III. The “Watchers” or Hebrew ir/îrîn, more commonly referred to by the Greek Egrigori or Slavonic Grigori (3 Enoch 28, Daniel 4:13). The powerful attendants to the Merkavah, who watch silently over all Creation and the Seven Heavens.  

 IV. The Divine Council (Psalms 82:1) of Elohim, “godly beings”, which together ensure order in Creation.

       Some known members of the council (the Elohim) include:

            -Uriel, the protector of Creation’s order (Book of Watchers)

            -Raphael, the executor of judgment (Book of Watchers), who rules over the angels of destruction

            -Gabriel, the destroyer of Heaven’s enemies (Book of Watchers)

            -Michael, the protector of humanity, particularly Israel (Book of Watchers, Daniel 10)

            -‘Opanni’el (3 Enoch 25), who rules over the ophanim (Ez 1, 10), “wheels”, the violently ferocious “mal’akei-chabbalah” who protect the Merkavah at any cost.

            -Rikbi’el (3 Enoch 19), prince of the galgallim (Ez 10:13), companions of the ophanim.

            -Chayli’el (3 Enoch 20), prince of the chayyot (Ez 1:5), the “holy creatures” who have a vaguely human appearance and continually attend to the Merkavah in praise and worship.

            -Kerubi’el (3 Enoch 22), prince of the cherubim, beastlike protectors of the borders between the temporal and eternal worlds.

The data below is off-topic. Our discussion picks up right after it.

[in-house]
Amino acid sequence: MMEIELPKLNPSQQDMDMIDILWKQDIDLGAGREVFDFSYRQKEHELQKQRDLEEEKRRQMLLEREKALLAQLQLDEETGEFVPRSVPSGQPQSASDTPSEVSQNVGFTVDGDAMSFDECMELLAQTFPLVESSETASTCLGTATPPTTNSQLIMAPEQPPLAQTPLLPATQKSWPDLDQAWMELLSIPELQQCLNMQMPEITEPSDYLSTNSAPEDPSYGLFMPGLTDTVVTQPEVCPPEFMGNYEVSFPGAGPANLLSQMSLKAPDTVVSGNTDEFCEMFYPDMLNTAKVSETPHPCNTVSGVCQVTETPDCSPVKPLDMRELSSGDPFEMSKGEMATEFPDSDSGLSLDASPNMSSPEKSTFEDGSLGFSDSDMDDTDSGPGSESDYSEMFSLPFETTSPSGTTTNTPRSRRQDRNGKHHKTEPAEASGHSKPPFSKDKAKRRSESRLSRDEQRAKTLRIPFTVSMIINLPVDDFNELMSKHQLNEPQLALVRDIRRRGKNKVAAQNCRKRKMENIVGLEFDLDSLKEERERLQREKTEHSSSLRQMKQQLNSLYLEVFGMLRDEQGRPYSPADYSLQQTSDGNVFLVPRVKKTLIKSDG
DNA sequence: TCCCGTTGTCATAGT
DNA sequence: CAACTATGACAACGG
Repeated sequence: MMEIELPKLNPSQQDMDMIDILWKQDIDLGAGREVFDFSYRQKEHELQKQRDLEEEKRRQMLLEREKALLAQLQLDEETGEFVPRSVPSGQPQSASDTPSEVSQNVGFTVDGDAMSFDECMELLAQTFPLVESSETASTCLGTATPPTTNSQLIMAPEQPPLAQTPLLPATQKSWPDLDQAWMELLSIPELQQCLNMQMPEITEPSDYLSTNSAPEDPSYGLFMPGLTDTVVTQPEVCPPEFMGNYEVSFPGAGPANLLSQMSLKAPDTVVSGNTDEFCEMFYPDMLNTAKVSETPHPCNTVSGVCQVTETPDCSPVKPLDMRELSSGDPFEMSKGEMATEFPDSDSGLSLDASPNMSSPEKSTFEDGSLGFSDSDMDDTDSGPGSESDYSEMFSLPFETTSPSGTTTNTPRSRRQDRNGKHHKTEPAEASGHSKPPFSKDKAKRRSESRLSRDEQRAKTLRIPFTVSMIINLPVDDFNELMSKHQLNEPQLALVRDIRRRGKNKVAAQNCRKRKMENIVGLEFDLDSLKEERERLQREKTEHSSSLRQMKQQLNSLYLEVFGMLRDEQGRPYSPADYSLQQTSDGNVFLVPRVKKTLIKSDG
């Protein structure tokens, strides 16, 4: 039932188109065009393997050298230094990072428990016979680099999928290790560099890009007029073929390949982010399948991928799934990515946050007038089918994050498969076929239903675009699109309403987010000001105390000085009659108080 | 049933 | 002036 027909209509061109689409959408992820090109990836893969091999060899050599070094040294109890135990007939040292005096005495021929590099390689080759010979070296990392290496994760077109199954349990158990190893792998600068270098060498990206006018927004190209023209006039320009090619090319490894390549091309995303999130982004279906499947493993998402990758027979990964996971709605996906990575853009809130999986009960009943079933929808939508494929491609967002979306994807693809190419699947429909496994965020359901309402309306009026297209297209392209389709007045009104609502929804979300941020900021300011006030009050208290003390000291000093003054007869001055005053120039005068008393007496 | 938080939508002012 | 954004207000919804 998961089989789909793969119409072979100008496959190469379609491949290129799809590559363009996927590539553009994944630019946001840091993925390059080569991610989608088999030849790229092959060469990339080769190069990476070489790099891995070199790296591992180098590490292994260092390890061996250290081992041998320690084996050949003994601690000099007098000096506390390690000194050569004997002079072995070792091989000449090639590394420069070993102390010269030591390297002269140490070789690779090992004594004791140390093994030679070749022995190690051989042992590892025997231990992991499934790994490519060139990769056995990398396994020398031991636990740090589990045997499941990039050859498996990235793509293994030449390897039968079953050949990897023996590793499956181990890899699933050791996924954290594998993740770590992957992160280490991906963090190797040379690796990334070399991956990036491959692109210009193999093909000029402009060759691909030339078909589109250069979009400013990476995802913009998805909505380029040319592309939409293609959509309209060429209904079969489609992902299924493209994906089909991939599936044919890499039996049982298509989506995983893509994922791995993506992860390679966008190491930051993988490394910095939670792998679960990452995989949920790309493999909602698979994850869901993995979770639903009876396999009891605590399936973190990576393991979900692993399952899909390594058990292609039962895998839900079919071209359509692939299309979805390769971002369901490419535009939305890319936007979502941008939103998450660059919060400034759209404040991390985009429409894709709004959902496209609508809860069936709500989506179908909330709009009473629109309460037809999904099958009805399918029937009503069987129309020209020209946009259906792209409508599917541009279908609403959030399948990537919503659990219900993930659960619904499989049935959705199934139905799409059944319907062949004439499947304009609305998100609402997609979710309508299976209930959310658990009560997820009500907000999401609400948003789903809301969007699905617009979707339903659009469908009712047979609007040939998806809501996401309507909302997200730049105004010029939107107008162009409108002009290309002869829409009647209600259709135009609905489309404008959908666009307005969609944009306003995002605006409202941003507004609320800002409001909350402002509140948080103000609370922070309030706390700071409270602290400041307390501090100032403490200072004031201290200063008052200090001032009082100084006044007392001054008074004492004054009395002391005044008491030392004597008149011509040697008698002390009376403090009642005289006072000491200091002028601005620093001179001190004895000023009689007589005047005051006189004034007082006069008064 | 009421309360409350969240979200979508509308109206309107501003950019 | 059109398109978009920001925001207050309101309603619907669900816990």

-Serapi’el (3 Enoch 26), prince of the seraphim (Isaiah 6), the “burning ones” who sing the Qedussah for the glory of the Creator.

            -Satan is a “prosecutor”/”accuser” of the Divine Council (Job 1-2, Zechariah 3).

            -Mastema is in charge of the disembodied spirits (1 Enoch 15; Jubilees 10), antagonizing and punishing humans for the glory of God.

 V. The “bene elohim” (offspring of the godly beings: Egregori/Watchers). These are the various created by the Watchers to carry out the judgment of the Divine Council, such as the cherubim and seraphim, already mentioned. Best known by humans are the malakim, “messengers” of Heaven who operate as emissaries between the temporal and atemporal world. Some, such as the malakim Elohim and the malakim YHWH serve specific roles. In Kabbalah it is said the malakim are created for particular roles and cease to exist once their tasks are done. As one character in Fire of Norea: From Ashes explains: